The collection of papers in Mystics and Zen Masters exactly illustrates this point. Studies of Zen and of Buddhism in general mingle with essays on Russian mysticism, on the Jesuits in China (the hostility of Rome to Jesuit policy in China brought about what was perhaps as great a catastrophe for Catholicism as the Protestant Reformation), on the Shaker community in Kentucky, on the revival of monasticism among modern Protestants. Merton’s was an irenical spirit. He saw the great religious traditions as all of them contributory to a reformed and revitalized Catholicism, the Great Church of the future.

Nothing could be farther from the dialectical theology of Barth, in so far as this theology would wish to repudiate the non-Christian religions as idolatrous and characterize even Christian mysticism as a kind of parasitic growth upon the trunk of revealed religion. Merton saw the world religions as in part forerunners of the Gospel and prepares of it, in part genuine religions with an immanent tendency toward Christianity, always provided Christianity could bring itself to get rid of the materialism and shallowness, the obsession with military power and the contempt for the spirit of poverty, that had enfeebled it in the West, and especially in his own country.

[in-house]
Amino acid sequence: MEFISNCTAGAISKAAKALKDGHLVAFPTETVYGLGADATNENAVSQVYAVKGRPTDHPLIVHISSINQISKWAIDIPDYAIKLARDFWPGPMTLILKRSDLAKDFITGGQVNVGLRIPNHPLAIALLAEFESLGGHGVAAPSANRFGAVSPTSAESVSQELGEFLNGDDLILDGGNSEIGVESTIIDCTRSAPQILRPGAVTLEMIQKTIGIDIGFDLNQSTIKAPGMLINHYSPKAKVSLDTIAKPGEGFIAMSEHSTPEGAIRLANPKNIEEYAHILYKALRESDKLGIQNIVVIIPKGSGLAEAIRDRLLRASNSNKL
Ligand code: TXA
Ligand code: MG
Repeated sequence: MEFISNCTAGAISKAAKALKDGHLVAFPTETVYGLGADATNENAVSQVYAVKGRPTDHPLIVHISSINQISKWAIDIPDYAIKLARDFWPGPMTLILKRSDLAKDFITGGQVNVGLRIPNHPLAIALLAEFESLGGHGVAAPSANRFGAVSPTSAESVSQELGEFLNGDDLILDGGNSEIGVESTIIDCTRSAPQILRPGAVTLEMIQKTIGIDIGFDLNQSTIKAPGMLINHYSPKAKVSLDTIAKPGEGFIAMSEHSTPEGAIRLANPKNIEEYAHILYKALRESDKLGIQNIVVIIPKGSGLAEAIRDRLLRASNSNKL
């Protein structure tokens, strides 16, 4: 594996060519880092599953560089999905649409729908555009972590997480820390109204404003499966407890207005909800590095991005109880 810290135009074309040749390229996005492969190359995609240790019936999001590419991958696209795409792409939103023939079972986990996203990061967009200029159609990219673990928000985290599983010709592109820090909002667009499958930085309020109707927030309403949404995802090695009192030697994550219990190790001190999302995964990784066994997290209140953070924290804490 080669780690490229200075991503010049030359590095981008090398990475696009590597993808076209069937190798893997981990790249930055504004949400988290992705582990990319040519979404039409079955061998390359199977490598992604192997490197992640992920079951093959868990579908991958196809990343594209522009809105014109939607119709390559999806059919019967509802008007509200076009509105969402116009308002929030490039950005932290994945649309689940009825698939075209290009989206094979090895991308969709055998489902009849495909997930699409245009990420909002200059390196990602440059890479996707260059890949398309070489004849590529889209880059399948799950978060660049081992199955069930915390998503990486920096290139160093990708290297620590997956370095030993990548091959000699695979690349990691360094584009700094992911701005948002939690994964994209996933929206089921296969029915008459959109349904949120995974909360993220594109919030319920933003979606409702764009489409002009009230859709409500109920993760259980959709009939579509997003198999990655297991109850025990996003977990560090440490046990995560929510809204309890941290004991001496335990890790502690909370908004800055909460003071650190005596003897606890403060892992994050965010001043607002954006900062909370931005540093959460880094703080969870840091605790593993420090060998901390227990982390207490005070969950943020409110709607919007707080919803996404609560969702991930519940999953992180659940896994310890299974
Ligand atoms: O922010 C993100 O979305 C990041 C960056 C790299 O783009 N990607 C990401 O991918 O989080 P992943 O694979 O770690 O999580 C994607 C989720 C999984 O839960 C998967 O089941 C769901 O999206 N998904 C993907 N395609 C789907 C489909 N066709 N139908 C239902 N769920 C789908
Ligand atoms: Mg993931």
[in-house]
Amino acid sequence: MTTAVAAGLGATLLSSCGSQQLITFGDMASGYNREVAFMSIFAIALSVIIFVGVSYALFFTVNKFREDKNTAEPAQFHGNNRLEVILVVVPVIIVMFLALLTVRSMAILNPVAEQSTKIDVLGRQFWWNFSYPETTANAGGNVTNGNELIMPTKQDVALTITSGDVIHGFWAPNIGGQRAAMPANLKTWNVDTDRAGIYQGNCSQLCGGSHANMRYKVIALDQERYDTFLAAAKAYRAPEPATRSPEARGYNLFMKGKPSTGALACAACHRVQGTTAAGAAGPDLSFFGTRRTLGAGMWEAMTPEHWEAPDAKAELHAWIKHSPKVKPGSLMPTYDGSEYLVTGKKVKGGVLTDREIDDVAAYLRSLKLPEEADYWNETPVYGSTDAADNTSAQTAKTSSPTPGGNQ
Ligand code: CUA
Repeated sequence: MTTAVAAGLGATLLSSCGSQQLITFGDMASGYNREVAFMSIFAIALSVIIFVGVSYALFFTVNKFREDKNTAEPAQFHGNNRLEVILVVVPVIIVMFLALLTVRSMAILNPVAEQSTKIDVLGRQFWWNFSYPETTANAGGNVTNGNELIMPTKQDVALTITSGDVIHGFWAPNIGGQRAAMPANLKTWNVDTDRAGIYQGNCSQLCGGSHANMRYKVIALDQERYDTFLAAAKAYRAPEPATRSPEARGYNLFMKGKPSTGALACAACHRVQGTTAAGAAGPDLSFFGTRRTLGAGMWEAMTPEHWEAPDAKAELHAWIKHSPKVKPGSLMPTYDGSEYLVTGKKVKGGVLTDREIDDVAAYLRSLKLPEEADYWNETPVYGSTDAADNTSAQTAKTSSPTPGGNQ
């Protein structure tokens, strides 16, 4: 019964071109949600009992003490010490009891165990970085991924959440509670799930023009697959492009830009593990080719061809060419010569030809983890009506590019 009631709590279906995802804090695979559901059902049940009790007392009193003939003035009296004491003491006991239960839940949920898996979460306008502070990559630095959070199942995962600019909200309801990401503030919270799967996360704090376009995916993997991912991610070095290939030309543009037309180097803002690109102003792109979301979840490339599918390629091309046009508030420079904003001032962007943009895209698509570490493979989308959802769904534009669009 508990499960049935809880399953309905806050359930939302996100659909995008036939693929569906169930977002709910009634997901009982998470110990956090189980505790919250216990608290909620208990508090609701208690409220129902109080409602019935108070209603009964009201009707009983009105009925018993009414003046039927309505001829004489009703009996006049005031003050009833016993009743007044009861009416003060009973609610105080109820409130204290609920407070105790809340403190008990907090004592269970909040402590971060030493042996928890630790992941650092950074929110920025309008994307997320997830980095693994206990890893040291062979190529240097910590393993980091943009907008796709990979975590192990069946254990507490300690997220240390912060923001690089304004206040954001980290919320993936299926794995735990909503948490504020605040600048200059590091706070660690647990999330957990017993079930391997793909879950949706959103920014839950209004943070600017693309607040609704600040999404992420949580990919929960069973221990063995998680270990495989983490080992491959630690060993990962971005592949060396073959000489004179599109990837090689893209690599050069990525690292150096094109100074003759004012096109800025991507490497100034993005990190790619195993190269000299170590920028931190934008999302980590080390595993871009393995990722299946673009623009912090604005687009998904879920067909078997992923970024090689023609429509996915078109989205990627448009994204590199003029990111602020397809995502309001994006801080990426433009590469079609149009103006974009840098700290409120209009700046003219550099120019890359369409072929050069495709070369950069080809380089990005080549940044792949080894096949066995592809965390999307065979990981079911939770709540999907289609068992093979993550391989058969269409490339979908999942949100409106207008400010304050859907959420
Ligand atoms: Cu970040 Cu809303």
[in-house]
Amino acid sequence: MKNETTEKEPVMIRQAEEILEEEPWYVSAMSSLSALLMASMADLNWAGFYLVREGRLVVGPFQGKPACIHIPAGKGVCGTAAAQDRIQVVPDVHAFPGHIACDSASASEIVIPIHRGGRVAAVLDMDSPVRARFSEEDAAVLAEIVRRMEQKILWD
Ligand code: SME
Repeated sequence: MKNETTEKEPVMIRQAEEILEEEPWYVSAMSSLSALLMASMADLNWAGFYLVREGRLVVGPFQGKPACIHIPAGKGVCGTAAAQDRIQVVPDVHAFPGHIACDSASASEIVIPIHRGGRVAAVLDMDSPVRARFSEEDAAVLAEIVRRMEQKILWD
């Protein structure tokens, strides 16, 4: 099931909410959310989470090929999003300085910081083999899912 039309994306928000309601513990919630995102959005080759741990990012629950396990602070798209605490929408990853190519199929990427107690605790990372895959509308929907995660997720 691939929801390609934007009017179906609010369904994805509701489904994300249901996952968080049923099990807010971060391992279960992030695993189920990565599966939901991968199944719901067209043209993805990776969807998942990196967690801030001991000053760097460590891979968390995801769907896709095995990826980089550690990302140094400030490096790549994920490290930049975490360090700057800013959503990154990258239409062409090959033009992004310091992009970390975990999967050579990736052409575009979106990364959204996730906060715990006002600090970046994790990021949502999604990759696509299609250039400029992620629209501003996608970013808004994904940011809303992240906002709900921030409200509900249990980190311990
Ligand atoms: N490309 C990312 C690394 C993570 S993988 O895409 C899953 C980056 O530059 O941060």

Merton was thus both an extreme traditionalist, seeing Catholicism as essentially a synthesizing and hospitable religion, and, in relation to such issues as those of race and warfare, an extreme radical. If in the field of civil rights and in the struggle against the Vietnam war, young Catholics, and among them priests, monks, and nuns, have, no doubt to the great surprise of those who thought of Catholicism in old stereotypes, become leaders and witnesses, Thomas Merton, through his books and still more through the great many semi-published mimeographed essays by him that passed from hand to hand, was a creative source of new thought and action. In part, then, he is to be counted with those who transposed the eschatological themes of traditional Christianity into the themes of left-wing politics.